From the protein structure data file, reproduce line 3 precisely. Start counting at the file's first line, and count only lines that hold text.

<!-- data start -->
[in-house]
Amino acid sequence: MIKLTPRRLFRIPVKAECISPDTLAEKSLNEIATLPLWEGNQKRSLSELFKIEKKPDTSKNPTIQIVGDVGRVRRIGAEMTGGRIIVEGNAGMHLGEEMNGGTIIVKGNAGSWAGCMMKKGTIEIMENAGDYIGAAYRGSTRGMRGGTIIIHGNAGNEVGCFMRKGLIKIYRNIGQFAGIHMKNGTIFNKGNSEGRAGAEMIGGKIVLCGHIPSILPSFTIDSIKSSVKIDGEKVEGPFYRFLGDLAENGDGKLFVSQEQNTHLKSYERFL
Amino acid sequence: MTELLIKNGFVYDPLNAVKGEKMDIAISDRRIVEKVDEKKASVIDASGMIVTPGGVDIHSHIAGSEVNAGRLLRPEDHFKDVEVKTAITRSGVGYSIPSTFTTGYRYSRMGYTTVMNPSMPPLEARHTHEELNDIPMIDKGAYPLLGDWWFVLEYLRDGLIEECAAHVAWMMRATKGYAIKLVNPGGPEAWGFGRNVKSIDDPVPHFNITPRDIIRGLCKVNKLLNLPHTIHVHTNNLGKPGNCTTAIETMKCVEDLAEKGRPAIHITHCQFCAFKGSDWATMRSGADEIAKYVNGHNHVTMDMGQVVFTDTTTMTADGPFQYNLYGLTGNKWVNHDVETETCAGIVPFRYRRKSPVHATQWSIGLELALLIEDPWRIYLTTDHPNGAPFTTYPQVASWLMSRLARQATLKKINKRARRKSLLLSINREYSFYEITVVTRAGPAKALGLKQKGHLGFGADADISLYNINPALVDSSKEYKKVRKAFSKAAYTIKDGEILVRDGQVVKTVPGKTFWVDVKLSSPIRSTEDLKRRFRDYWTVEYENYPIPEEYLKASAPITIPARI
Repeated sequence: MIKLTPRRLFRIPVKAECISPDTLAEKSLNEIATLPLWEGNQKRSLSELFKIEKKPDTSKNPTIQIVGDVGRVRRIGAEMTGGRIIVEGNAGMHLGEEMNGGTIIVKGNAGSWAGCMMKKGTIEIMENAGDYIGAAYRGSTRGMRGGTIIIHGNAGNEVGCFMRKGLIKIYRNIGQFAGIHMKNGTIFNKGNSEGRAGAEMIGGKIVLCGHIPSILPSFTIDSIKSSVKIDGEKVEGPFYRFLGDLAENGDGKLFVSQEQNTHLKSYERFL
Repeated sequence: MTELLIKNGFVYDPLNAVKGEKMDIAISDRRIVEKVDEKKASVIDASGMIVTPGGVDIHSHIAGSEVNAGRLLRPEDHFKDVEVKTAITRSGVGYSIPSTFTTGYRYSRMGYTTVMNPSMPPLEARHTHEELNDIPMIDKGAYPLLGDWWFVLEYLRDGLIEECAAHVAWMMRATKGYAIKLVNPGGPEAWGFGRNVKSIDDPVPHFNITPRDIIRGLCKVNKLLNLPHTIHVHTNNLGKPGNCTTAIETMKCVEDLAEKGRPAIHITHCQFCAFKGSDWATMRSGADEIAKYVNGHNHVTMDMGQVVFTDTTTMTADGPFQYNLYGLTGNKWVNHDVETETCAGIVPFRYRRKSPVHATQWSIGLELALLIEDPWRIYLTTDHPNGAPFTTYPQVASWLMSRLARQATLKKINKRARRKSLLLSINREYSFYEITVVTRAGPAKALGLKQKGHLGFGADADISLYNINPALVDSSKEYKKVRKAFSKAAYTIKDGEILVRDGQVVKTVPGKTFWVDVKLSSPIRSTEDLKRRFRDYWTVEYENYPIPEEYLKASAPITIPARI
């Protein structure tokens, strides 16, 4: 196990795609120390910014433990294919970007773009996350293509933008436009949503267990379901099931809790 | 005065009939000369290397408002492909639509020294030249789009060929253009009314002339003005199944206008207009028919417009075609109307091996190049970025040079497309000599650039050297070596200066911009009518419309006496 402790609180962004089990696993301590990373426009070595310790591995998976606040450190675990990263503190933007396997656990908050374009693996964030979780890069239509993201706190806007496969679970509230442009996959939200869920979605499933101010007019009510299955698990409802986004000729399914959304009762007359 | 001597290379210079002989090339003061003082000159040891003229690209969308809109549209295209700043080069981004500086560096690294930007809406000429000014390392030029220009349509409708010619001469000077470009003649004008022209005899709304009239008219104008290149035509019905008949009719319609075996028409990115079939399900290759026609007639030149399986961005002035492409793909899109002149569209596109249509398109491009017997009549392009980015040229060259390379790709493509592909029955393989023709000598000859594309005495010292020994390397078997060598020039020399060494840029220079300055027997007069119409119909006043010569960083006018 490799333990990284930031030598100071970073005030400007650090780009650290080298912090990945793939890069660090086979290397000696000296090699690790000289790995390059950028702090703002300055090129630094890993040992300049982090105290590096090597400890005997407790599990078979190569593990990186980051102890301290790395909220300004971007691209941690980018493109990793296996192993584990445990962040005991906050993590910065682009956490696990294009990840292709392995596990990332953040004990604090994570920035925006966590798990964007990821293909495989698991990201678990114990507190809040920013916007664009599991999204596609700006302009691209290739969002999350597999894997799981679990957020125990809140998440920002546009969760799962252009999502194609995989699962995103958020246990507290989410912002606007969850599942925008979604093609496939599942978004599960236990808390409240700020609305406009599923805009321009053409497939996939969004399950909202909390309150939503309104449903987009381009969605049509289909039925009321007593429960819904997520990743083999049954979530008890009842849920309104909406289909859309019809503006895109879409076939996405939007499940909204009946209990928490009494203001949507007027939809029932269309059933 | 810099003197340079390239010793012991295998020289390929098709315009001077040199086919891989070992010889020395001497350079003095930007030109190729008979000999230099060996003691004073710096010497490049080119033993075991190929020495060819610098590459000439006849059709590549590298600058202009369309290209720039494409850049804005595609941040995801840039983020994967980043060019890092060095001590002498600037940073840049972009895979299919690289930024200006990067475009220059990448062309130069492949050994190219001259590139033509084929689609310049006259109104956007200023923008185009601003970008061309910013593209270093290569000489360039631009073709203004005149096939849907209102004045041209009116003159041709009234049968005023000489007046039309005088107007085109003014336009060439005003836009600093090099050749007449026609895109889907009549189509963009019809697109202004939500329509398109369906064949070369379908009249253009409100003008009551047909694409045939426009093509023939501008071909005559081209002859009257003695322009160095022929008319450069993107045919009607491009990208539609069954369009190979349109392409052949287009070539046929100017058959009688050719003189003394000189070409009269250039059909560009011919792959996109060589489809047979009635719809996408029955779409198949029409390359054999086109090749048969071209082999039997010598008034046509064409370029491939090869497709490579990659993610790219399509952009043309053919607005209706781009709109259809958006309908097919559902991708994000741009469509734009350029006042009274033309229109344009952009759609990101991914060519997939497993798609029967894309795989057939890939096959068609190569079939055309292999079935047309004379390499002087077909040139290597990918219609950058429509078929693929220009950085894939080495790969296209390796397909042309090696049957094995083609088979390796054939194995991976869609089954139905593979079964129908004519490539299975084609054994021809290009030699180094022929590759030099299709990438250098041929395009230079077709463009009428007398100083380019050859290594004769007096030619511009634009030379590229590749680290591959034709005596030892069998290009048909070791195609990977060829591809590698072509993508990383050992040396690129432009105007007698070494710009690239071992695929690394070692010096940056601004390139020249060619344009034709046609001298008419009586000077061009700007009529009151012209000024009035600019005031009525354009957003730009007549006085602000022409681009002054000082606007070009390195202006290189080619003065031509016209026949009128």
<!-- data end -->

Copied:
Amino acid sequence: MTELLIKNGFVYDPLNAVKGEKMDIAISDRRIVEKVDEKKASVIDASGMIVTPGGVDIHSHIAGSEVNAGRLLRPEDHFKDVEVKTAITRSGVGYSIPSTFTTGYRYSRMGYTTVMNPSMPPLEARHTHEELNDIPMIDKGAYPLLGDWWFVLEYLRDGLIEECAAHVAWMMRATKGYAIKLVNPGGPEAWGFGRNVKSIDDPVPHFNITPRDIIRGLCKVNKLLNLPHTIHVHTNNLGKPGNCTTAIETMKCVEDLAEKGRPAIHITHCQFCAFKGSDWATMRSGADEIAKYVNGHNHVTMDMGQVVFTDTTTMTADGPFQYNLYGLTGNKWVNHDVETETCAGIVPFRYRRKSPVHATQWSIGLELALLIEDPWRIYLTTDHPNGAPFTTYPQVASWLMSRLARQATLKKINKRARRKSLLLSINREYSFYEITVVTRAGPAKALGLKQKGHLGFGADADISLYNINPALVDSSKEYKKVRKAFSKAAYTIKDGEILVRDGQVVKTVPGKTFWVDVKLSSPIRSTEDLKRRFRDYWTVEYENYPIPEEYLKASAPITIPARI